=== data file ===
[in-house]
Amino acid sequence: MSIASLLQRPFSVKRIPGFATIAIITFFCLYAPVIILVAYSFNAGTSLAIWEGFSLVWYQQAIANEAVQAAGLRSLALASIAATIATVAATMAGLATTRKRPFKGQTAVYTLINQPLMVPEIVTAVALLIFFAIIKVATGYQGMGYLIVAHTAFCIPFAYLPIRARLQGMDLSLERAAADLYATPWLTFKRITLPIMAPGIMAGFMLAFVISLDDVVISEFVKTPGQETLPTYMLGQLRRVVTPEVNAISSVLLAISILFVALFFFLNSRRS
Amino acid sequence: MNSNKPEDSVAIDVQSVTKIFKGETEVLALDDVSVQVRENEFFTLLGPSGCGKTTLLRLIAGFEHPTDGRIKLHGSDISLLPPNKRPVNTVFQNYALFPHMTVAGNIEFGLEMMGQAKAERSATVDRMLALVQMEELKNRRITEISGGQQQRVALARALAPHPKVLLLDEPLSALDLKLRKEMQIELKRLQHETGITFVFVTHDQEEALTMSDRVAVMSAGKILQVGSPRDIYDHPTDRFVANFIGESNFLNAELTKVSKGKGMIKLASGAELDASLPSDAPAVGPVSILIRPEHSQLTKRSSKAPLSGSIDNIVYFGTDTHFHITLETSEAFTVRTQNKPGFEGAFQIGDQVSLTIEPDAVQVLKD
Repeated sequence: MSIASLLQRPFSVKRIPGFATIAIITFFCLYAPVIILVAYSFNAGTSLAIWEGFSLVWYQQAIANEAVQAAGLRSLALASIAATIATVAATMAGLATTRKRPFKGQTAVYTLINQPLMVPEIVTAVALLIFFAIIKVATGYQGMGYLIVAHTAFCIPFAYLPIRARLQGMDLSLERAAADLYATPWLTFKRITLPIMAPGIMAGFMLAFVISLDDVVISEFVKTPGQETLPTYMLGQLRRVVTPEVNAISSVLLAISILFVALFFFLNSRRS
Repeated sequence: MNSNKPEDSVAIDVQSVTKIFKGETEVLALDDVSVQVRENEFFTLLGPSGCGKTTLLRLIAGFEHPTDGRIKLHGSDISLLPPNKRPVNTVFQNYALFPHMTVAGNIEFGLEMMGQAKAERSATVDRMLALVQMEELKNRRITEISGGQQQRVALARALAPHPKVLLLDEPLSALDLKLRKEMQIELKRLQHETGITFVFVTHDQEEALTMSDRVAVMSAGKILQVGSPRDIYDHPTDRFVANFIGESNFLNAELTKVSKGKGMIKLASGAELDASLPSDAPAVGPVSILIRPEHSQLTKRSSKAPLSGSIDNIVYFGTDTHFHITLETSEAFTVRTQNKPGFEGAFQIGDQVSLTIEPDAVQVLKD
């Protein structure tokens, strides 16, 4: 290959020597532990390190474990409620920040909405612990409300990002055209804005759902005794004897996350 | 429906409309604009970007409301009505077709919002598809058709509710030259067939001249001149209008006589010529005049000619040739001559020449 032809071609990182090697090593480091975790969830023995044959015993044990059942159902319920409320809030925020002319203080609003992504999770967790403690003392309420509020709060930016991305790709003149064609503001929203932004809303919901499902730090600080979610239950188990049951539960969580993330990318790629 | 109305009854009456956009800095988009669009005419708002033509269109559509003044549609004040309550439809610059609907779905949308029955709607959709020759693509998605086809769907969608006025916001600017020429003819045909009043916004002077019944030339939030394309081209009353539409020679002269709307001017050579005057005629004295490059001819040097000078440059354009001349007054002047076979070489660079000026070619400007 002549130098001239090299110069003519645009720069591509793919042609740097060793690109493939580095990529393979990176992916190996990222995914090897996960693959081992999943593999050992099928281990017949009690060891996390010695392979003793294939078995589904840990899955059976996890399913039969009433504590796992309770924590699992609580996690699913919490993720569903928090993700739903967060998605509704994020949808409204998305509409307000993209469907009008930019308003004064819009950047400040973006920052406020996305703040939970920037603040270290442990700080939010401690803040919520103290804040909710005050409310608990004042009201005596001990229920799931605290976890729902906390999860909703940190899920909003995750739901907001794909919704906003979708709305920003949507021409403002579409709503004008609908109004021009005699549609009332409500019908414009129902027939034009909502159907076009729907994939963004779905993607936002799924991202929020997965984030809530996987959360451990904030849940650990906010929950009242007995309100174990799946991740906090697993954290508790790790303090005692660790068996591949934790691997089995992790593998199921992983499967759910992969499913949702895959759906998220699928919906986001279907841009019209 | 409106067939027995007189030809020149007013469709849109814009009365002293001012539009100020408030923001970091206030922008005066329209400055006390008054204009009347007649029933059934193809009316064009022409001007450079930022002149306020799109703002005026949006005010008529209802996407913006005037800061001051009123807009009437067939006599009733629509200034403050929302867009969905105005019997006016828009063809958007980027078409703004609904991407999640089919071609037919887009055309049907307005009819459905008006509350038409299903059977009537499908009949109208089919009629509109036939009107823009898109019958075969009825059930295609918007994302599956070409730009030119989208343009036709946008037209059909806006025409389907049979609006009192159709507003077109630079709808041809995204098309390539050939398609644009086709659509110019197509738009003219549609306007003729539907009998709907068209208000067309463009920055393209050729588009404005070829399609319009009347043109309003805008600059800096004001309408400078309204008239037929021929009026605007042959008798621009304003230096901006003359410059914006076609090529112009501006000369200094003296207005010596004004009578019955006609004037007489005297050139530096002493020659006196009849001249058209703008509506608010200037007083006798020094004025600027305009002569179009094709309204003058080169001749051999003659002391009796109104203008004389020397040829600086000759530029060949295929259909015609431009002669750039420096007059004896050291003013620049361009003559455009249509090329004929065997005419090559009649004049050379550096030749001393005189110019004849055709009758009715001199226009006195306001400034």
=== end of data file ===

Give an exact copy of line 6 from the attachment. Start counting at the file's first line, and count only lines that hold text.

């Protein structure tokens, strides 16, 4: 290959020597532990390190474990409620920040909405612990409300990002055209804005759902005794004897996350 | 429906409309604009970007409301009505077709919002598809058709509710030259067939001249001149209008006589010529005049000619040739001559020449 032809071609990182090697090593480091975790969830023995044959015993044990059942159902319920409320809030925020002319203080609003992504999770967790403690003392309420509020709060930016991305790709003149064609503001929203932004809303919901499902730090600080979610239950188990049951539960969580993330990318790629 | 109305009854009456956009800095988009669009005419708002033509269109559509003044549609004040309550439809610059609907779905949308029955709607959709020759693509998605086809769907969608006025916001600017020429003819045909009043916004002077019944030339939030394309081209009353539409020679002269709307001017050579005057005629004295490059001819040097000078440059354009001349007054002047076979070489660079000026070619400007 002549130098001239090299110069003519645009720069591509793919042609740097060793690109493939580095990529393979990176992916190996990222995914090897996960693959081992999943593999050992099928281990017949009690060891996390010695392979003793294939078995589904840990899955059976996890399913039969009433504590796992309770924590699992609580996690699913919490993720569903928090993700739903967060998605509704994020949808409204998305509409307000993209469907009008930019308003004064819009950047400040973006920052406020996305703040939970920037603040270290442990700080939010401690803040919520103290804040909710005050409310608990004042009201005596001990229920799931605290976890729902906390999860909703940190899920909003995750739901907001794909919704906003979708709305920003949507021409403002579409709503004008609908109004021009005699549609009332409500019908414009129902027939034009909502159907076009729907994939963004779905993607936002799924991202929020997965984030809530996987959360451990904030849940650990906010929950009242007995309100174990799946991740906090697993954290508790790790303090005692660790068996591949934790691997089995992790593998199921992983499967759910992969499913949702895959759906998220699928919906986001279907841009019209 | 409106067939027995007189030809020149007013469709849109814009009365002293001012539009100020408030923001970091206030922008005066329209400055006390008054204009009347007649029933059934193809009316064009022409001007450079930022002149306020799109703002005026949006005010008529209802996407913006005037800061001051009123807009009437067939006599009733629509200034403050929302867009969905105005019997006016828009063809958007980027078409703004609904991407999640089919071609037919887009055309049907307005009819459905008006509350038409299903059977009537499908009949109208089919009629509109036939009107823009898109019958075969009825059930295609918007994302599956070409730009030119989208343009036709946008037209059909806006025409389907049979609006009192159709507003077109630079709808041809995204098309390539050939398609644009086709659509110019197509738009003219549609306007003729539907009998709907068209208000067309463009920055393209050729588009404005070829399609319009009347043109309003805008600059800096004001309408400078309204008239037929021929009026605007042959008798621009304003230096901006003359410059914006076609090529112009501006000369200094003296207005010596004004009578019955006609004037007489005297050139530096002493020659006196009849001249058209703008509506608010200037007083006798020094004025600027305009002569179009094709309204003058080169001749051999003659002391009796109104203008004389020397040829600086000759530029060949295929259909015609431009002669750039420096007059004896050291003013620049361009003559455009249509090329004929065997005419090559009649004049050379550096030749001393005189110019004849055709009758009715001199226009006195306001400034």